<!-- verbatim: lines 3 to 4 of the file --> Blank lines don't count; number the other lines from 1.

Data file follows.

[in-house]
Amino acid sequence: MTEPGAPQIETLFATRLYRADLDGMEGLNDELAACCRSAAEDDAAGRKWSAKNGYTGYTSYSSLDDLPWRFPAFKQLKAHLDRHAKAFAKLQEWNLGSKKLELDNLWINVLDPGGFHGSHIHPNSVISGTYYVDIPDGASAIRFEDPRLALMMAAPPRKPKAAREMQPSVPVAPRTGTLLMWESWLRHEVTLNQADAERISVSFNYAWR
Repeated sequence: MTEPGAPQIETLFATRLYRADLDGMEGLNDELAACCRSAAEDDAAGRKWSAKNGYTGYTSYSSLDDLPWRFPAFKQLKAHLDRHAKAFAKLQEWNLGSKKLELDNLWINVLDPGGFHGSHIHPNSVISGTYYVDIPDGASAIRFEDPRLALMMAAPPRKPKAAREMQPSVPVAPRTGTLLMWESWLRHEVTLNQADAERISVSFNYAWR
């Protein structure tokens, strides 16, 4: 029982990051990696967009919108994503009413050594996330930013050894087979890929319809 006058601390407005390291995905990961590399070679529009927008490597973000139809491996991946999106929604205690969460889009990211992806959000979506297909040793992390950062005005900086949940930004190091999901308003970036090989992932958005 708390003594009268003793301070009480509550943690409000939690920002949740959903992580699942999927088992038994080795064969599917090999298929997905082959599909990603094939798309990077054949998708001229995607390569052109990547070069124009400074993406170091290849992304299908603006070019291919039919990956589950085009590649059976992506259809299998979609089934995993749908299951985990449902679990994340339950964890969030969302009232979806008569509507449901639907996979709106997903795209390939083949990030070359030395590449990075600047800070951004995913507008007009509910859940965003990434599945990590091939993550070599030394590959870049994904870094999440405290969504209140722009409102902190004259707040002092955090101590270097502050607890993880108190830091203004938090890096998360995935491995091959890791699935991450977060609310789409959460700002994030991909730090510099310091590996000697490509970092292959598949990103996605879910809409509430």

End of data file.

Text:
Repeated sequence: MTEPGAPQIETLFATRLYRADLDGMEGLNDELAACCRSAAEDDAAGRKWSAKNGYTGYTSYSSLDDLPWRFPAFKQLKAHLDRHAKAFAKLQEWNLGSKKLELDNLWINVLDPGGFHGSHIHPNSVISGTYYVDIPDGASAIRFEDPRLALMMAAPPRKPKAAREMQPSVPVAPRTGTLLMWESWLRHEVTLNQADAERISVSFNYAWR
């Protein structure tokens, strides 16, 4: 029982990051990696967009919108994503009413050594996330930013050894087979890929319809 006058601390407005390291995905990961590399070679529009927008490597973000139809491996991946999106929604205690969460889009990211992806959000979506297909040793992390950062005005900086949940930004190091999901308003970036090989992932958005 708390003594009268003793301070009480509550943690409000939690920002949740959903992580699942999927088992038994080795064969599917090999298929997905082959599909990603094939798309990077054949998708001229995607390569052109990547070069124009400074993406170091290849992304299908603006070019291919039919990956589950085009590649059976992506259809299998979609089934995993749908299951985990449902679990994340339950964890969030969302009232979806008569509507449901639907996979709106997903795209390939083949990030070359030395590449990075600047800070951004995913507008007009509910859940965003990434599945990590091939993550070599030394590959870049994904870094999440405290969504209140722009409102902190004259707040002092955090101590270097502050607890993880108190830091203004938090890096998360995935491995091959890791699935991450977060609310789409959460700002994030991909730090510099310091590996000697490509970092292959598949990103996605879910809409509430």